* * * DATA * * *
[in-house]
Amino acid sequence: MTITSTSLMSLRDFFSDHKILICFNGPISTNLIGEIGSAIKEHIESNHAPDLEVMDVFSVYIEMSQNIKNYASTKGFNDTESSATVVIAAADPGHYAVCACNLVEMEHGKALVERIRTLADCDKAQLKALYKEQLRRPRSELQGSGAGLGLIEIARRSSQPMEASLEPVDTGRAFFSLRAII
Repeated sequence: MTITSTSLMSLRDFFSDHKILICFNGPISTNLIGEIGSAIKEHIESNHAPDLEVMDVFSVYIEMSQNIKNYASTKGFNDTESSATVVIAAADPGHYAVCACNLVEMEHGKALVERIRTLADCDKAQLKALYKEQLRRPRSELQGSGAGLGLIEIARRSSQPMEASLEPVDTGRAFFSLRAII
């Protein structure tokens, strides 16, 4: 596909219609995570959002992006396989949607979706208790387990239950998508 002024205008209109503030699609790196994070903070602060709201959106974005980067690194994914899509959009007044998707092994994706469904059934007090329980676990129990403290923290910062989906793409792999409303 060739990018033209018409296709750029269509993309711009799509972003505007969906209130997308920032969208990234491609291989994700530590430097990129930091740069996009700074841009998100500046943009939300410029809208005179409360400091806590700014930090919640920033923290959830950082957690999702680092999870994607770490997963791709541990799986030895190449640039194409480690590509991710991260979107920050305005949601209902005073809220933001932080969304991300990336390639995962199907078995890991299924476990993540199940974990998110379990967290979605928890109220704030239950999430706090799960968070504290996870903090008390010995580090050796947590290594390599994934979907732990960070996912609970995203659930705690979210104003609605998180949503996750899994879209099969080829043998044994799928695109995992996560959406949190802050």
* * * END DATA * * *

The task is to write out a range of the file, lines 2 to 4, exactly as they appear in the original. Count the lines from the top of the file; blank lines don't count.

Amino acid sequence: MTITSTSLMSLRDFFSDHKILICFNGPISTNLIGEIGSAIKEHIESNHAPDLEVMDVFSVYIEMSQNIKNYASTKGFNDTESSATVVIAAADPGHYAVCACNLVEMEHGKALVERIRTLADCDKAQLKALYKEQLRRPRSELQGSGAGLGLIEIARRSSQPMEASLEPVDTGRAFFSLRAII
Repeated sequence: MTITSTSLMSLRDFFSDHKILICFNGPISTNLIGEIGSAIKEHIESNHAPDLEVMDVFSVYIEMSQNIKNYASTKGFNDTESSATVVIAAADPGHYAVCACNLVEMEHGKALVERIRTLADCDKAQLKALYKEQLRRPRSELQGSGAGLGLIEIARRSSQPMEASLEPVDTGRAFFSLRAII
């Protein structure tokens, strides 16, 4: 596909219609995570959002992006396989949607979706208790387990239950998508 002024205008209109503030699609790196994070903070602060709201959106974005980067690194994914899509959009007044998707092994994706469904059934007090329980676990129990403290923290910062989906793409792999409303 060739990018033209018409296709750029269509993309711009799509972003505007969906209130997308920032969208990234491609291989994700530590430097990129930091740069996009700074841009998100500046943009939300410029809208005179409360400091806590700014930090919640920033923290959830950082957690999702680092999870994607770490997963791709541990799986030895190449640039194409480690590509991710991260979107920050305005949601209902005073809220933001932080969304991300990336390639995962199907078995890991299924476990993540199940974990998110379990967290979605928890109220704030239950999430706090799960968070504290996870903090008390010995580090050796947590290594390599994934979907732990960070996912609970995203659930705690979210104003609605998180949503996750899994879209099969080829043998044994799928695109995992996560959406949190802050």